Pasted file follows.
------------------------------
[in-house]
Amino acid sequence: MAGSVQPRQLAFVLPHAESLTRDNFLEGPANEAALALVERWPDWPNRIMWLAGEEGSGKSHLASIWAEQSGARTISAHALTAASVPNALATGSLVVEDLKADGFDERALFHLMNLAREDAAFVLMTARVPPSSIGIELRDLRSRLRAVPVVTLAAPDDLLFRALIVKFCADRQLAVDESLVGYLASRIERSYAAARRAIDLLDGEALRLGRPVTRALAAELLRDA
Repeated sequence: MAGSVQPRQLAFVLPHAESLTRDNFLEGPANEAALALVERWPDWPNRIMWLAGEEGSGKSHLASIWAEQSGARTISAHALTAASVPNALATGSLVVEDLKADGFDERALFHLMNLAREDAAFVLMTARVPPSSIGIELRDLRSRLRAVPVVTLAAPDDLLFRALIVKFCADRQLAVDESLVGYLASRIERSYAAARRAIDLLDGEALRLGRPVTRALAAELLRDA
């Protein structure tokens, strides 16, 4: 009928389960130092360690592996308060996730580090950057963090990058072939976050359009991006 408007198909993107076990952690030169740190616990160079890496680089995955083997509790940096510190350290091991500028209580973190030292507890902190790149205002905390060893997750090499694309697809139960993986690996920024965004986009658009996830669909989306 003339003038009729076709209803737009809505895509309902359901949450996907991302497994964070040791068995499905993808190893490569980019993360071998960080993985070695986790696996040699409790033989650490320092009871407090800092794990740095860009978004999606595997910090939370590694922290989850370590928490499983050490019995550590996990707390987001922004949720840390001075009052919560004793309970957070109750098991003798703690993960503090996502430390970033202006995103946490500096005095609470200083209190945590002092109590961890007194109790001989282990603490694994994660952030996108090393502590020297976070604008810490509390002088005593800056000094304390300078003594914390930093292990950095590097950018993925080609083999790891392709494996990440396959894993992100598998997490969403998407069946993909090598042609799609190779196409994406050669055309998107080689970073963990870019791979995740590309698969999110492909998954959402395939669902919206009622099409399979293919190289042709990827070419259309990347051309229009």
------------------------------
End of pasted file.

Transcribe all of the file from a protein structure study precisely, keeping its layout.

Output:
[in-house]
Amino acid sequence: MAGSVQPRQLAFVLPHAESLTRDNFLEGPANEAALALVERWPDWPNRIMWLAGEEGSGKSHLASIWAEQSGARTISAHALTAASVPNALATGSLVVEDLKADGFDERALFHLMNLAREDAAFVLMTARVPPSSIGIELRDLRSRLRAVPVVTLAAPDDLLFRALIVKFCADRQLAVDESLVGYLASRIERSYAAARRAIDLLDGEALRLGRPVTRALAAELLRDA
Repeated sequence: MAGSVQPRQLAFVLPHAESLTRDNFLEGPANEAALALVERWPDWPNRIMWLAGEEGSGKSHLASIWAEQSGARTISAHALTAASVPNALATGSLVVEDLKADGFDERALFHLMNLAREDAAFVLMTARVPPSSIGIELRDLRSRLRAVPVVTLAAPDDLLFRALIVKFCADRQLAVDESLVGYLASRIERSYAAARRAIDLLDGEALRLGRPVTRALAAELLRDA
């Protein structure tokens, strides 16, 4: 009928389960130092360690592996308060996730580090950057963090990058072939976050359009991006 408007198909993107076990952690030169740190616990160079890496680089995955083997509790940096510190350290091991500028209580973190030292507890902190790149205002905390060893997750090499694309697809139960993986690996920024965004986009658009996830669909989306 003339003038009729076709209803737009809505895509309902359901949450996907991302497994964070040791068995499905993808190893490569980019993360071998960080993985070695986790696996040699409790033989650490320092009871407090800092794990740095860009978004999606595997910090939370590694922290989850370590928490499983050490019995550590996990707390987001922004949720840390001075009052919560004793309970957070109750098991003798703690993960503090996502430390970033202006995103946490500096005095609470200083209190945590002092109590961890007194109790001989282990603490694994994660952030996108090393502590020297976070604008810490509390002088005593800056000094304390300078003594914390930093292990950095590097950018993925080609083999790891392709494996990440396959894993992100598998997490969403998407069946993909090598042609799609190779196409994406050669055309998107080689970073963990870019791979995740590309698969999110492909998954959402395939669902919206009622099409399979293919190289042709990827070419259309990347051309229009």